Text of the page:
Thank you Co-Chairs and members of the Tom Lantos Human Rights Commission for inviting Amnesty International to testify at this important and timely hearing. We are pleased about the creation of Tom Lantos Human Rights Commission and are confident that it will play an important role in shaping US human rights policy and shine a light on every corner of the world.
The topic of this hearing is China’s human rights and the UN’s Universal Periodic Review (UPR). The UPR is a unique system adopted by the UN General Assembly to monitor human rights of all the UN member states, every four years, by the UN Human Rights Council (UNHRC). This global human rights review is now being conducted for the first time in UN history. Various elements of good practice are being developed in the UPR process, such as specific and measurable recommendations.
The UPR Working Group of the UN Human Rights Council is meeting in its fourth session in February 2009 to review China as well as some other countries. This is the first time China’s record is going to be scrutinized by the UPR and the success of this review will set the tone for all future UPR reviews. If China escaps rigorous review, not only will the UPR process be weakened, but it will also set a precident that powerful countries do not need to abide by and respect the rights of their people. We urge the Chinese authorities to fully corporate with the review.
To have the review be successful the US should play an active role in the UPR process and should take an active role in the UNHRC. The Bush Administration not only resisted engaging with UNHRC; under the leadership of Amb. Bolton the US actively damaged the process of UNHRC.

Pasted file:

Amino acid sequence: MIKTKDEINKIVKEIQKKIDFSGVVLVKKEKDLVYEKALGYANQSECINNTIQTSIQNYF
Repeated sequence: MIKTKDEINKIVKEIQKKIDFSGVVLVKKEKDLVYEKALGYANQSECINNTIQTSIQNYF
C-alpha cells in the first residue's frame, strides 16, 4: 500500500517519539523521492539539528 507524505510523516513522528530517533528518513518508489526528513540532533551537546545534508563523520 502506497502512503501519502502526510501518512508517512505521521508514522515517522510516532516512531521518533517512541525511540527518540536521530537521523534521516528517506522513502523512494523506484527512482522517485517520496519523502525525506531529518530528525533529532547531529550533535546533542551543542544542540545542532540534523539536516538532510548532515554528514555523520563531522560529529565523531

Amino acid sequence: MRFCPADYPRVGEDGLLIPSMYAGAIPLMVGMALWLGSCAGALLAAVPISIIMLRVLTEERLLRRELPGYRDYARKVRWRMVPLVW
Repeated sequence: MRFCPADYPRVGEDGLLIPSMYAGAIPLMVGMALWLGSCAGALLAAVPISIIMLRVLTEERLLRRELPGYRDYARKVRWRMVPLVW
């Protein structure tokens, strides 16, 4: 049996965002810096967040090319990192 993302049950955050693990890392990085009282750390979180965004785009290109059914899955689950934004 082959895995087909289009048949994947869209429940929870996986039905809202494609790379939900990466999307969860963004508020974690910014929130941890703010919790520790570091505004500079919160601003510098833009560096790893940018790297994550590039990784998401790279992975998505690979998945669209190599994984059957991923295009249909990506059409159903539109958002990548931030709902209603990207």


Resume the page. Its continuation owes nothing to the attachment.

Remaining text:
This hearing is also important since we have a new Administration headed by President Obama. We would like to express our appreciation to President Obama for the positive steps he has taken to stop torture and to close the Guantanamo prison camp. We urge him to take similar steps in dealing with the Chinese autorities and to set the tone in the outset that human rights must be respected in China.
The Chinese Government has already taken steps to show President Obama their intransigence. They have censored parts of President Obama’s inauguration speech for their populace. We urge President Obama to immediately condemn this action and send a strong message to the Chinese authorities that human right is a priority for this Administration. Failure to do so would embolden the Chinese authorities to continue their abusive practices. We also urge the Obama Administration to not to follow the Bush Administration’s half hearted approach to China’s human rights.
We would urge President Obama to actively engage with the UN Human Rights Council (UNHRC), the UN’s principal human rights political body and to make public his intention for the US to run for the Council. We are however disappointed with UN Ambassador designee Susan Rice’s unclear position on running for the UNHRC during her recent Senate confirmation hearing. It is imperative that the US become an active member of the UNHRC to continue the impressive steps that the Obama Administration has taken on the domestic front.